Time for a bit of math (and a break from the usual topics in this space). First, though, let us look at today’s contestants. Our first contestant is a Ford Mustang, weighing in at about 3500 lbs.
Next, we have a Toyota Sequoia coming in at about 5800 lbs.
And finally, for today, we have an International LoneStar (with trailer) at approximately 80,000 lbs.
Now that you’ve seen the contestants, let’s get on to the math.
Before we do, let’s establish a few rules for the the following data: 1) I realize that the numbers I am dealing with are based on a perfect system and that perfect systems do not exist. However, the numbers are best understood when compared with each other. 2) I know that the weights of the above vehicles can vary quite a bit based on equipment, passengers and freight and so forth. Don’t get hung up on the fact that I didn’t get the curb weight just right. 3) The assumption is that the trailer is loaded to maximum weight.
Moving on, then. Energy. Each of the above vehicles has it while traveling down the road. No, not in the fuel tank. Each vehicle has energy based on the mass and the speed at which the mass is moving. The energy of these objects can be expressed by multiplying the mass of each object by the square of the corresponding speed (velocity), or E = M * (V)2.
This energy in motion is transferred if the objects in motion are abruptly stopped. Billiard balls can be used to understand this quite well. One ball runs into another, transfers nearly all of its energy to the second ball and goes no further itself. As noted above, vehicles are not part of a perfect system (too much friction going on with wheels, engine, wind drag, etc) but the billiard balls are much closer to one.
Here then, is the energy of the Mustang at a range of highway speeds:
- 50 mph = 293,000 ft-lbs
- 60 mph = 421,000 ft-lbs
- 70 mph = 573,000 ft-lbs
- 80 mph = 749,000 ft-lbs
- 90 mph = 948,000 ft-lbs
- 100 mph = 1,170,000 ft-lbs
To get the numbers for the Sequoia, we multiple the above by 1.65. To get the numbers for the LoneStar, we multiply by 22.85. Oh, and stopping the LoneStar from 100 mph means we have to do something with 24 million ft-lbs of energy.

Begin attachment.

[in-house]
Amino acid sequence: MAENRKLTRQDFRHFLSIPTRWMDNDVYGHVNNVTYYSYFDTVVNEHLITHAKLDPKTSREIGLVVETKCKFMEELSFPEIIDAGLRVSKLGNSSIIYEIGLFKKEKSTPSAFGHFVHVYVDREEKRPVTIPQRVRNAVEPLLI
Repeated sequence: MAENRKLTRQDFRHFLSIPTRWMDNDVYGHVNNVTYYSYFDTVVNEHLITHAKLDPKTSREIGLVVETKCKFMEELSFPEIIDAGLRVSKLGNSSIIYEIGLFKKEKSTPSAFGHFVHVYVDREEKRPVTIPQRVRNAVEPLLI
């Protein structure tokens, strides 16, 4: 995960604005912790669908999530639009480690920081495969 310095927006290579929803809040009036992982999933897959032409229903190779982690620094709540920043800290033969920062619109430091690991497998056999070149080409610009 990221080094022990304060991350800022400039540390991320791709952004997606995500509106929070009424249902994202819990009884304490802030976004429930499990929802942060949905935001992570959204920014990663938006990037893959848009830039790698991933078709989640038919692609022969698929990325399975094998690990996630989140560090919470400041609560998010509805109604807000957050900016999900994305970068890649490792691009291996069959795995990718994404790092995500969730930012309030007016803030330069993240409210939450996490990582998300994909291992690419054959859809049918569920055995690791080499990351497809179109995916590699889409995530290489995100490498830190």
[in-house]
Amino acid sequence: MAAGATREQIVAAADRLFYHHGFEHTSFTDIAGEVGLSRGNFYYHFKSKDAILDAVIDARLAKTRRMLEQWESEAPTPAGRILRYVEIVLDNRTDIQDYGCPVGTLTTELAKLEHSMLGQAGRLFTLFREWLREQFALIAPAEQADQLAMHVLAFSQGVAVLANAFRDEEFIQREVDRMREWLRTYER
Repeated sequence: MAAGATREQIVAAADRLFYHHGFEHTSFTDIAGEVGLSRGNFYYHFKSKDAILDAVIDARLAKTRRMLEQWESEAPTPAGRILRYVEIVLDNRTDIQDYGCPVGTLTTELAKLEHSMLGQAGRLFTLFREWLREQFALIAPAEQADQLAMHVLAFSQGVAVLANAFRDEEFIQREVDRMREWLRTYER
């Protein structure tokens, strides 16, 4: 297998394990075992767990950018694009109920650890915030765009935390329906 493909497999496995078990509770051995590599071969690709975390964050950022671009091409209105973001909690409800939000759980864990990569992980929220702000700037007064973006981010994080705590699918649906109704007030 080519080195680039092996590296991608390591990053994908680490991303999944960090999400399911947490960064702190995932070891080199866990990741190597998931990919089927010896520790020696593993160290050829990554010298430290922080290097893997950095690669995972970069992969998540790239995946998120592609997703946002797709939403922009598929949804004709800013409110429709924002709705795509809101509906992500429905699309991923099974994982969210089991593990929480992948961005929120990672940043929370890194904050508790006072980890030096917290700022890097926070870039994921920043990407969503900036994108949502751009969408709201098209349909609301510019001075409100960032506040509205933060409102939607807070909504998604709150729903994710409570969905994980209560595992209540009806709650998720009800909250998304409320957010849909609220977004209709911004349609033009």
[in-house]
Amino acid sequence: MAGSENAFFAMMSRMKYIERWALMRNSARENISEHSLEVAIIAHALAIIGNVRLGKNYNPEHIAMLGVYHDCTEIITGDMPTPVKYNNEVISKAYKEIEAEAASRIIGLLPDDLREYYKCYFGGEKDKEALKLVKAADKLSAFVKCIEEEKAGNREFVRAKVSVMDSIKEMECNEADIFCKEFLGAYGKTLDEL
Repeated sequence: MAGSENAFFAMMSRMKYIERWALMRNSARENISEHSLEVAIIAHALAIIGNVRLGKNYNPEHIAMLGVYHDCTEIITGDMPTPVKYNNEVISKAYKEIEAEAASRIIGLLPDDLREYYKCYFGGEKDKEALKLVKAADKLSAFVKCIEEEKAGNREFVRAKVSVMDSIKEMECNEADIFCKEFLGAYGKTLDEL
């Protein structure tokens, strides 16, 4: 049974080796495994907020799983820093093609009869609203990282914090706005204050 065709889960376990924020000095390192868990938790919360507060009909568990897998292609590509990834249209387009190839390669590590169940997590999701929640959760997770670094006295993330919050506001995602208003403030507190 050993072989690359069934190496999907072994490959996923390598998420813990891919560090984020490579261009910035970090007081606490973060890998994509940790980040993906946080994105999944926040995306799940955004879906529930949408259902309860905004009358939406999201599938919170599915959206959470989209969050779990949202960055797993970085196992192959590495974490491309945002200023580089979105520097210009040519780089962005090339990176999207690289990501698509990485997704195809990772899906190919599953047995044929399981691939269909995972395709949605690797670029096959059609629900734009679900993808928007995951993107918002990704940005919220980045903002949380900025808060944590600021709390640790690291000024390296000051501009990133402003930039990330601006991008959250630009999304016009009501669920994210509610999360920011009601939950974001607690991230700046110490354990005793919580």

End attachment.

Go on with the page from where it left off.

Let’s look at the above list for a moment. We notice that increasing the speed from 50 to 100 mph quadruples the amount of energy which is spent if the vehicle should run into something. In a perfect system (where all of the energy was transferred from one object to another without deformation, etc) the Mustang has enough energy at 50mph to move the LoneStar (if that were what was hit) slightly more than 3.5 feet. At 100 mph, we will move the rig slightly more than 15 feet.
Here’s the thing, though. Since we don’t have a perfect system, much of the energy from a sudden unplanned stop (aka crash) is spent as the colliding objects destroy each other.
Driving a vehicle is inherently risky. Driving it at higher speeds increases the risk much more rapidly than you might think. I am not against driving. However, it is important to understand that the time you gain from increased speed is at the expense of increased risk.
Let us look at a highway commute of 30 miles (not at all uncommon these days). The following list gives us the time it takes to drive 30 miles at the various speeds.
- 50 mph = 36 minutes
- 60 mph = 30 minutes
- 70 mph = 25.7 minutes
- 80 mph = 22.5 minutes
- 90 mph = 20 minutes
- 100 mph = 18 minutes
Given this, the time advantage I gain from traveling 80 mph rather than 60 mph is 7.5 minutes (or
20 33% of the 22.5 minutes). Of course, I greatly increase my risk of getting a ticket (assuming the speed limit is less than 80 mph), increase the probability that I’ll be unable to respond fast enough to a deer coming across the road in front of my vehicle and increase (by 73%) the energy expended on me, my vehicle, etc should things come to an unplanned and immediate stop.
Something to consider, no?